Heeling on leash

Heeling and walking on a loose leash are two different exercises. When you take Buddy for a walk to give him exercise, or in order to do his business, he's on his own time. He can sniff, look around, or just aimlessly wander about, so long as he doesn't pull. For those times when you walk him on a busy sidewalk or in an area with traffic, Buddy needs to learn the "Heel" command.

Heeling means Buddy has to walk at your left side, the traditional position, while paying strict attention to you and staying with you as you change direction or pace. When your dog is heeling, he's now on your time. Buddy's responsibility is to focus on you, and you have to teach him to accept that responsibility. Buddy has to learn to heel whether you make a right turn, left turn, do an about-face turn, run, or slow walk. The key to teaching heeling is to get Buddy to pay attention to you.

Heeling is used for walking your dog in traffic — when you need absolute control — and for competitive obedience events. The American Kennel Club (AKC) definition of heeling is walking "close to the left side of the handler without swinging wide, lagging, forging, or crowding," either on a loose leash or off leash.

Teaching your dog to sit at heet

Before teaching Buddy to heel with both of you walking, you're going to teach him what to do when you stop, which is called the Automatic Sit at Heel:

1. Attach your leash to the live ring of your dog's training collar and have him sit at your left side with both of you facing in the same direction while you put the leash over your right shoulder.

3. Take a step forward on your right foot, and then a step with the left past the right; drop down on your right knee, put your right hand against your dog's chest, and fold him into a Sit at Heel position.

Use the same technique to sit your dog described in Chapter 2, and avoid the temptation to push down on his rear end. Keep your hands in place as you tell him how clever he is.

Buddy already knows the "Sit" command, but you're now showing him exactly where you want him to sit. Practice the Sit at Heel about five times or until both of you feel comfortable with this maneuver (see Figure 8-1).

Teaching heeting

To teach heeling, choose a location relatively free of distractions, preferably a confined area, such as your back yard, and follow these steps:

1. Attach your leash to the live ring of your dog's training collar and have him sit at your left side with both of you facing in the same direction while you put the leash over your right shoulder.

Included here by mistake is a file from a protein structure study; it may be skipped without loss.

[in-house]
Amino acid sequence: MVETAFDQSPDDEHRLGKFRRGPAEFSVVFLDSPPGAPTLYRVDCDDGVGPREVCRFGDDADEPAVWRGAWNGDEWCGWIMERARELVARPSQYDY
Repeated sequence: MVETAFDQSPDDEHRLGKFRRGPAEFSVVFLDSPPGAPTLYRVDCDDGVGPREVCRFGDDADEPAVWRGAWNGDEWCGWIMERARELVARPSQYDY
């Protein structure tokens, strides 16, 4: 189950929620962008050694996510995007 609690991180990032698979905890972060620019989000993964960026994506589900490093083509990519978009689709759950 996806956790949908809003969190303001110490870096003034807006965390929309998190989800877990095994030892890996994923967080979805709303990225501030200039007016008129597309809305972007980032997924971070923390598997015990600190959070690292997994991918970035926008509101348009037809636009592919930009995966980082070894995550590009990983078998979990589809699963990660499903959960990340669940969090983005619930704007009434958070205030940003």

You need to allow about four inches of slack so there's no tension on the leash when you start.

2. Make a funnel with both hands around the leash.

Keep both hands about waist high and close to your body. The object is not to touch the leash until necessary.

Figure 8.1:

Preparing to teach heeling on leash.

Figure 8.1:

Preparing to teach heeling on leash.

3. In a pleasant, upbeat tone of voice, say "Buddy, heel" and start to walk.

Move out briskly, as though you're late for an appointment. Walk in a large, clockwise circle, or in a straight line.

4. When your dog leaves your left side, close your hands around the leash, and bring him back to Heel position.

You'll notice that as soon as both of you are in motion, Buddy wants to get ahead of you. Close your hands on the leash, and firmly bring him back to your left side. Work on keeping his shoulder in line with your left hip. Anytime he gets out of position, bring him back and tell him how clever he is.

5. After about ten steps, stop and place him into a Sit at Heel, and verbally praise him.

It'll take you a few tries to get the hang of it. At first, you'll be a little slow on the uptake. Buddy is joyfully bounding ahead of you, the leash has fallen off your shoulder, and you're scrambling to get it back. Just start over, and work on anticipating what your dog is going to do.

When heeling your dog, walk briskly and with determination, as though you're trying to catch the next train home. The more energy you put into your pace, the easier it is to keep your dog's attention focused on you. If you dawdle, so does your dog. By paying attention to your dog, you'll discover when you need to bring him back to Heel. If you can see his tail, you've waited too long.

Your initial goal is to be able to heel Buddy for ten paces without having to touch the leash. How long it takes you depends on

1 Your dog

1 What your dog was bred to do 1 His response to the training collar 1 Your attitude

Generally, if you have a Shetland Sheepdog, you'll reach that goal in maybe five minutes; if you have a Fox Terrier, you'll work on it considerably longer.

When Buddy heels without you having to touch the leash for ten paces, gradually increase the number of steps before a halt. Bring him back to heel whenever necessary, and then praise him. After about five training sessions, he should be getting the idea, at least in an area relatively free from distractions.

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